MAR­KET RE­PORT

In this col­umn we speak to lead­ing gal­leries, auc­tion houses and deal­ers to find out what’s hap­pen­ing in their world.

Native American Art - - CALENDAR - Steve El­more In­dian Art 839 Paseo de Per­alta, Suite M Santa Fe, NM 87501, (505) 995-9677 www.el­mor­ein­di­a­nart.com

The ex­pen­sive his­toric Pue­blo pot­tery mar­ket has re­mained soft since the re­ces­sion. Younger new col­lec­tors are more in­ter­ested in signed con­tem­po­rary pot­tery, which is of­ten less costly. Now is an ex­cel­lent time to ac­quire the old tra­di­tional jars. Be­cause of the huge range of di­ver­sity and cost of Na­tive Amer­i­can art, col­lec­tors come from all walks of life: teach­ers, con­struc­tion work­ers, even law en­force­ment, plus your usual pro­fes­sion­als like doc­tors, lawyers and en­trepreneurs.

Nam­peyo’s work con­tin­ues to be in de­mand as her rep­u­ta­tion rises. The Metropoli­tan Mu­seum of Art in New York has re­cently ac­quired pieces by her for the Amer­i­can wing, and I ex­pect other mu­se­ums to fol­low suit which should add to her stand­ing in Amer­i­can art. His­tory shows she was an early Amer­i­can mod­ernist, and that Na­tive Amer­i­can art was a ma­jor com­po­nent of the art world in the early decades of 1900.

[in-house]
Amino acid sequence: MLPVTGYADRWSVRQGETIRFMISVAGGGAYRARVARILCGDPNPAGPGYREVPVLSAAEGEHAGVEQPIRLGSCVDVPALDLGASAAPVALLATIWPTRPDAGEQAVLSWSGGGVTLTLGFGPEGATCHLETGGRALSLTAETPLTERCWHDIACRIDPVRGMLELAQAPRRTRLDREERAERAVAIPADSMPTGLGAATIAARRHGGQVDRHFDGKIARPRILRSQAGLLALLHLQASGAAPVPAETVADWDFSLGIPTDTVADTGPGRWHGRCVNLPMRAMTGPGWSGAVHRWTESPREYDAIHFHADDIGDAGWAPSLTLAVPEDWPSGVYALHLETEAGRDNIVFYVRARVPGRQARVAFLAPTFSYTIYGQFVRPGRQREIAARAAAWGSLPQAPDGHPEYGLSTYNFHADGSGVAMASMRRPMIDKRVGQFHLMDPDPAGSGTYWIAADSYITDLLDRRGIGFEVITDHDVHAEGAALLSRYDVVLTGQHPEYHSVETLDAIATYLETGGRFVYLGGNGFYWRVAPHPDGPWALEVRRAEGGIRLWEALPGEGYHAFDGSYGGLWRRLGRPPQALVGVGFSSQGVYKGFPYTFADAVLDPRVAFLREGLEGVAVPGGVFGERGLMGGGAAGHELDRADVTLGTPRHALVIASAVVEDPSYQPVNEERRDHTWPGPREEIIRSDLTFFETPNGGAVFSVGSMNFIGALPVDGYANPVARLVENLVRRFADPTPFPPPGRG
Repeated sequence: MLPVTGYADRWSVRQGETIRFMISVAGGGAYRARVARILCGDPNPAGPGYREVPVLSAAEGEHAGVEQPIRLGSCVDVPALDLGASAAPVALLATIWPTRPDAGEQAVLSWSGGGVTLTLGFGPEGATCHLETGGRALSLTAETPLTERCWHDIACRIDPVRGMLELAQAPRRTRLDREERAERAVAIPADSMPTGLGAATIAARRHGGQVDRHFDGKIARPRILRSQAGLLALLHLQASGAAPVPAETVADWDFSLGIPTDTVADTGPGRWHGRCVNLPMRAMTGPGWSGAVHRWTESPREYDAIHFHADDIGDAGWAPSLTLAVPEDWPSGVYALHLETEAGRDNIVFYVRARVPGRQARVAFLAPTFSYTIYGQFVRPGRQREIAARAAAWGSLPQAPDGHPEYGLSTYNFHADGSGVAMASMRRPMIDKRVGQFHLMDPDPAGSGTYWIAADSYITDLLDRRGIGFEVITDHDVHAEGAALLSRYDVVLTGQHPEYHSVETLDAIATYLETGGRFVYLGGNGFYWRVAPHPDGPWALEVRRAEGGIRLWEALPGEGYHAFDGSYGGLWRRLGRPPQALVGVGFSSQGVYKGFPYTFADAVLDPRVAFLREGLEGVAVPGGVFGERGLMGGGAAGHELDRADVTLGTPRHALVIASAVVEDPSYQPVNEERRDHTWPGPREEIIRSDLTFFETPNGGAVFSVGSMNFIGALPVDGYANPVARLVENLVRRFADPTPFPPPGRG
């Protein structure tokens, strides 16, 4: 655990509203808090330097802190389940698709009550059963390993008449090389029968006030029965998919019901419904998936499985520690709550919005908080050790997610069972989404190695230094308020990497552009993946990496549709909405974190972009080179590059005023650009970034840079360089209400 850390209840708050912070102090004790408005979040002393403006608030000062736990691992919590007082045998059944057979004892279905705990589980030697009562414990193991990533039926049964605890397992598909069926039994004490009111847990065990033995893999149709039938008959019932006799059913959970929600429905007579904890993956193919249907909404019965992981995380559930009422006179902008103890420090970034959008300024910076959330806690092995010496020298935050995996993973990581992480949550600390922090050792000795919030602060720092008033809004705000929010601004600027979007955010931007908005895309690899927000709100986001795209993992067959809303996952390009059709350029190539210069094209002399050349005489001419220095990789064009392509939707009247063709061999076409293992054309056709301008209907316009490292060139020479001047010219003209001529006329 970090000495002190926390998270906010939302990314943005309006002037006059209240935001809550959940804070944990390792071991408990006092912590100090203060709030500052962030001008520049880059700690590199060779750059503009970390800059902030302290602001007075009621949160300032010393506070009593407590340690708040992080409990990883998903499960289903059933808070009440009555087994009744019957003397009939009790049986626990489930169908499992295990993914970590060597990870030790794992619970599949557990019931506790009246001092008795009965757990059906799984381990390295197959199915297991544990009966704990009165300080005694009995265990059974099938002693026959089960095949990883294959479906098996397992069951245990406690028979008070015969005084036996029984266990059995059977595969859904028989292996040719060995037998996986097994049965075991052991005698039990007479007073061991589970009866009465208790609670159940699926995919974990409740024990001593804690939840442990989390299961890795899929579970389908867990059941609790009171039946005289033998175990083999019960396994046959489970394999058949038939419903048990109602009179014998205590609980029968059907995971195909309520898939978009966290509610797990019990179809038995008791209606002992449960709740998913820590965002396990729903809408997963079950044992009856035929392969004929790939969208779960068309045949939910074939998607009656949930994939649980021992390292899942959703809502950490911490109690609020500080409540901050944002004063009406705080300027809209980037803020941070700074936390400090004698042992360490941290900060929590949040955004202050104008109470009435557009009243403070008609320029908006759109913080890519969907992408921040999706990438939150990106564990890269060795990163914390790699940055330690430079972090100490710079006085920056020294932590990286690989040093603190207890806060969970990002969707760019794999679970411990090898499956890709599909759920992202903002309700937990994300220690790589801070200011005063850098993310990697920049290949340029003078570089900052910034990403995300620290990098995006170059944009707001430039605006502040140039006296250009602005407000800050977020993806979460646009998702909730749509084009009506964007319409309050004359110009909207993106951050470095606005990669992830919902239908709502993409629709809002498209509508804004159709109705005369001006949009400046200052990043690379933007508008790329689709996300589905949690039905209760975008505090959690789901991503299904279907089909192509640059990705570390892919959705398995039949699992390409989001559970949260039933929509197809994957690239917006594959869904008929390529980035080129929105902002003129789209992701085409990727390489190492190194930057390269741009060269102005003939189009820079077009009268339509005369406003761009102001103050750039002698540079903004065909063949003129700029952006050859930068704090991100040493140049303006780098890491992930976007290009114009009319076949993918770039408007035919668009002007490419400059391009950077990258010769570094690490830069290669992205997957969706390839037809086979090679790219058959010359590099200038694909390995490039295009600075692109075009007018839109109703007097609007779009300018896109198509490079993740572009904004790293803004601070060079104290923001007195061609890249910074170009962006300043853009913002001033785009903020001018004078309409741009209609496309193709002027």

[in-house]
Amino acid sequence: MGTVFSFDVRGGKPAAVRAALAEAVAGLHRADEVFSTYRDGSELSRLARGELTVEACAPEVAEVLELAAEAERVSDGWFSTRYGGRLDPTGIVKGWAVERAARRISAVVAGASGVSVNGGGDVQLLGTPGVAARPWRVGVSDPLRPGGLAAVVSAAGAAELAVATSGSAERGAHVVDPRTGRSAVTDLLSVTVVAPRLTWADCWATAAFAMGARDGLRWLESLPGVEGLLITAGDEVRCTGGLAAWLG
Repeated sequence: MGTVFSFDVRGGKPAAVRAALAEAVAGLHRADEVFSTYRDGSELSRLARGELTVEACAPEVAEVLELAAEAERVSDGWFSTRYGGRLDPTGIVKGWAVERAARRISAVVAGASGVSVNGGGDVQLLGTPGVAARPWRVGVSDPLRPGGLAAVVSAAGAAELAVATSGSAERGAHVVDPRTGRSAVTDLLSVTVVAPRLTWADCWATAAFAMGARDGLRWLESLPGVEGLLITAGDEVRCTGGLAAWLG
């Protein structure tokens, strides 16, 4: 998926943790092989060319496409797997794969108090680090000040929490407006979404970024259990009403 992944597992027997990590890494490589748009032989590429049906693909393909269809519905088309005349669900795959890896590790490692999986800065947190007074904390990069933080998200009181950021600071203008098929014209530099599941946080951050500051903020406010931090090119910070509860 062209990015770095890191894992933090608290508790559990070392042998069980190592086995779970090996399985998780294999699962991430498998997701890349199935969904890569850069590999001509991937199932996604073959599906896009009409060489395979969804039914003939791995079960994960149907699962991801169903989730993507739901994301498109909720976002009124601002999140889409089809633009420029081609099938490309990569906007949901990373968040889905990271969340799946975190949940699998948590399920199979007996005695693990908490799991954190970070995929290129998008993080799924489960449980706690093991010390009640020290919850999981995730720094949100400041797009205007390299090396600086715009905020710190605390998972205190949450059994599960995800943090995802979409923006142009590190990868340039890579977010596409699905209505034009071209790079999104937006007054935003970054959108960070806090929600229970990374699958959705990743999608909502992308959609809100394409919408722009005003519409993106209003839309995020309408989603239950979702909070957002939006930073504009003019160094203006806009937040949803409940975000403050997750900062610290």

Of course, I am bullish on the tra­di­tional Hopi pot­ters, many of whom are Nam­peyo de­scen­dants. Rachel Sah­mie of Po­lacca, Ari­zona, has cer­tainly raised her pro­file with her con­sis­tent hard work and high qual­ity of her tra­di­tional pot­tery. In gen­eral, the Na­tive Amer­i­can arts have re­mained steady through this rough patch in the economy. I think col­lec­tors will al­ways be in­ter­ested in good Na­tive art fore­most be­cause it’s Amer­i­can. It’s part of our his­tory. The con­cept of the fron­tier and the in­de­pen­dence of Na­tive Amer­i­cans in part of our Na­tional char­ac­ter now. As more re­search es­tab­lishes the proper place of Na­tive Amer­i­can art in Amer­ica’s his­tory, I think we will con­tinue to see Na­tive Amer­i­can art move in the main­stream.

Be­cause all art is uni­ver­sal in na­ture, I think the fu­ture of art will see more cross­over be­tween Na­tive Amer­i­can art and con­tem­po­rary An­glo artists. You can’t ex­pect artists not to be in­flu­enced by all of the Na­tive Amer­i­can art around them. Sim­i­larly, many Na­tive Amer­i­can artists have drawn in­spi­ra­tion from con­tem­po­rary An­glo artist. I think this mu­tual process of in­ter­ac­tion will con­tinue.

“Be­cause of the huge range of di­ver­sity and cost of Na­tive Amer­i­can art, col­lec­tors come from all walks of life.”

Steve El­more In­dian Art of­fers his­toric and con­tem­po­rary Na­tive pot­tery. © 2016 Daniel Quat Pho­tog­ra­phy

STEVE EL­MORE, OWNER, STEVE EL­MORE IN­DIAN ART

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